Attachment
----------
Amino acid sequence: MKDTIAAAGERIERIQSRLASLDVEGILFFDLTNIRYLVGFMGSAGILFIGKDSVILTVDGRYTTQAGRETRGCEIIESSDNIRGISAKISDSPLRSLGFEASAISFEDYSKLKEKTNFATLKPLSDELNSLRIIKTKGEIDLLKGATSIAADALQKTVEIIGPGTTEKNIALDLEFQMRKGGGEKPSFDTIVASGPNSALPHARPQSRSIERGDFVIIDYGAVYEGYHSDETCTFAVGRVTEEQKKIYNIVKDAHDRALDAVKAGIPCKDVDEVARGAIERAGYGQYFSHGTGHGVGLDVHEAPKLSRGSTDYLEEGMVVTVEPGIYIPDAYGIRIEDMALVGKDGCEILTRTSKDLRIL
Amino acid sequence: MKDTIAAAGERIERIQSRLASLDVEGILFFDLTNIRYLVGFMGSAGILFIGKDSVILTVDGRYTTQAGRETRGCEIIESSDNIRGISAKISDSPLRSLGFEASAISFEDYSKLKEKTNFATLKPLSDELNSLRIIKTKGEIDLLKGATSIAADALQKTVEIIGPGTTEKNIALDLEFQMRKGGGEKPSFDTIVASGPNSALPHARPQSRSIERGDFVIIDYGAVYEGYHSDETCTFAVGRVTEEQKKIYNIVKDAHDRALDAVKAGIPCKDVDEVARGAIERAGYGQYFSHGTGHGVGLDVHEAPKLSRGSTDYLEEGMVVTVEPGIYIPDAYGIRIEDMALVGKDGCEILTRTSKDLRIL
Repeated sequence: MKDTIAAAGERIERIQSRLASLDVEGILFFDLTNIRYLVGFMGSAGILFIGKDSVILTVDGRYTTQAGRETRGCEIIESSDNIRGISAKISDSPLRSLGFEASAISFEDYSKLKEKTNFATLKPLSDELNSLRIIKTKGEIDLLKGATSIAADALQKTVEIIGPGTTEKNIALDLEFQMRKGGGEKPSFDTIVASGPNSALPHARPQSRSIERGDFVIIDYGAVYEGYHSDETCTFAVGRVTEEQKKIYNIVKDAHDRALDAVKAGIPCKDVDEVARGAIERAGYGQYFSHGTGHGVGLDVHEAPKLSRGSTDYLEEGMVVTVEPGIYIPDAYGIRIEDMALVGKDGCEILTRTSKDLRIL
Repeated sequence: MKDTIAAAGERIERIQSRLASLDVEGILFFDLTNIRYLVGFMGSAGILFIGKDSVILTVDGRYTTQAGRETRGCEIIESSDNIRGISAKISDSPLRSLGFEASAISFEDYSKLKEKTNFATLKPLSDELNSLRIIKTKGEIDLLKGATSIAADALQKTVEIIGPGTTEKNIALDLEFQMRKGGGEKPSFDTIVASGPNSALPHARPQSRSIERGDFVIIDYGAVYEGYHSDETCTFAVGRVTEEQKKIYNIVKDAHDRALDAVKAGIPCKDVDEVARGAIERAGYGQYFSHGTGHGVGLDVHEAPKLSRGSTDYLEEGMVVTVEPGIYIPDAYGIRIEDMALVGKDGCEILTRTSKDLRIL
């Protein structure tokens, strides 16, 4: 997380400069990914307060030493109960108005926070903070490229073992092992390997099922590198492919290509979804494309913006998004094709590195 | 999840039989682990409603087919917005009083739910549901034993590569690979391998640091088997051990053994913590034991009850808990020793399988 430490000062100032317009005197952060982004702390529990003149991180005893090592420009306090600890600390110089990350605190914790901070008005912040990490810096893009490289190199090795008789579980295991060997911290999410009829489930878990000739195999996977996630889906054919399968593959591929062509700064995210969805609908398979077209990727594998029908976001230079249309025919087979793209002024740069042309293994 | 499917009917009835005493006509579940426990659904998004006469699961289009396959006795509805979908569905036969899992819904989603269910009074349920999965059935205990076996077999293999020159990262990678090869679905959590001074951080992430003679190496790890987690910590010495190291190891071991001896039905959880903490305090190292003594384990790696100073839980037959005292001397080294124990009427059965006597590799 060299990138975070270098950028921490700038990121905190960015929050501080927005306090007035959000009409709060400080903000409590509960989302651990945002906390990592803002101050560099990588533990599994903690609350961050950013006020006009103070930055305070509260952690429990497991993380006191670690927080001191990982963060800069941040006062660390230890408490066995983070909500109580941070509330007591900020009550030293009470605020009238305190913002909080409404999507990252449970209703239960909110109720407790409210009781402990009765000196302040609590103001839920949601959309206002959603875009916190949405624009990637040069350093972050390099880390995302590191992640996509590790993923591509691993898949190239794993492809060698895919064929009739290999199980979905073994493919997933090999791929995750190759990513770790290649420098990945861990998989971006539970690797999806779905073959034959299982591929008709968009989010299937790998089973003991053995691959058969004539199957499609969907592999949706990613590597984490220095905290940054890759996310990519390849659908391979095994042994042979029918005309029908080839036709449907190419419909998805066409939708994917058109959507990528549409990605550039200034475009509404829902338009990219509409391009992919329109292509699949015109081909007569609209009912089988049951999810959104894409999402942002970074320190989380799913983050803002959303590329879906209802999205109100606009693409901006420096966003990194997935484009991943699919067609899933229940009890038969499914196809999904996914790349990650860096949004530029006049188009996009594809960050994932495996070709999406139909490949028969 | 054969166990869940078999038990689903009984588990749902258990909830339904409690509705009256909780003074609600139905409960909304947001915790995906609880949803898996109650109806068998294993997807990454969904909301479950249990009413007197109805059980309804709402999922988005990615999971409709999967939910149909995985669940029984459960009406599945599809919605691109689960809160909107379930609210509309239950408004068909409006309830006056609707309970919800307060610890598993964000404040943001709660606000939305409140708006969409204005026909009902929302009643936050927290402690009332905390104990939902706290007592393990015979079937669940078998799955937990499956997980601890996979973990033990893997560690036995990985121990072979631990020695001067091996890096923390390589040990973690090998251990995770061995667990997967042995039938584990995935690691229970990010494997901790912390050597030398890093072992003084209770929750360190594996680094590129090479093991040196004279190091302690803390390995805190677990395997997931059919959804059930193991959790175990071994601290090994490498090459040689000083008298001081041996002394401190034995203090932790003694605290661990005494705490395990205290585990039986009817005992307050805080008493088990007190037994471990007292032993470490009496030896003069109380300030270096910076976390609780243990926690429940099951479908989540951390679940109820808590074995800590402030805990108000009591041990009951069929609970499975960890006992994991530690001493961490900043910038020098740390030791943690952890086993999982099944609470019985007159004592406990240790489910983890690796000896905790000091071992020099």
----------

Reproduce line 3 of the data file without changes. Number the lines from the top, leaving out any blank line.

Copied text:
Repeated sequence: MKDTIAAAGERIERIQSRLASLDVEGILFFDLTNIRYLVGFMGSAGILFIGKDSVILTVDGRYTTQAGRETRGCEIIESSDNIRGISAKISDSPLRSLGFEASAISFEDYSKLKEKTNFATLKPLSDELNSLRIIKTKGEIDLLKGATSIAADALQKTVEIIGPGTTEKNIALDLEFQMRKGGGEKPSFDTIVASGPNSALPHARPQSRSIERGDFVIIDYGAVYEGYHSDETCTFAVGRVTEEQKKIYNIVKDAHDRALDAVKAGIPCKDVDEVARGAIERAGYGQYFSHGTGHGVGLDVHEAPKLSRGSTDYLEEGMVVTVEPGIYIPDAYGIRIEDMALVGKDGCEILTRTSKDLRIL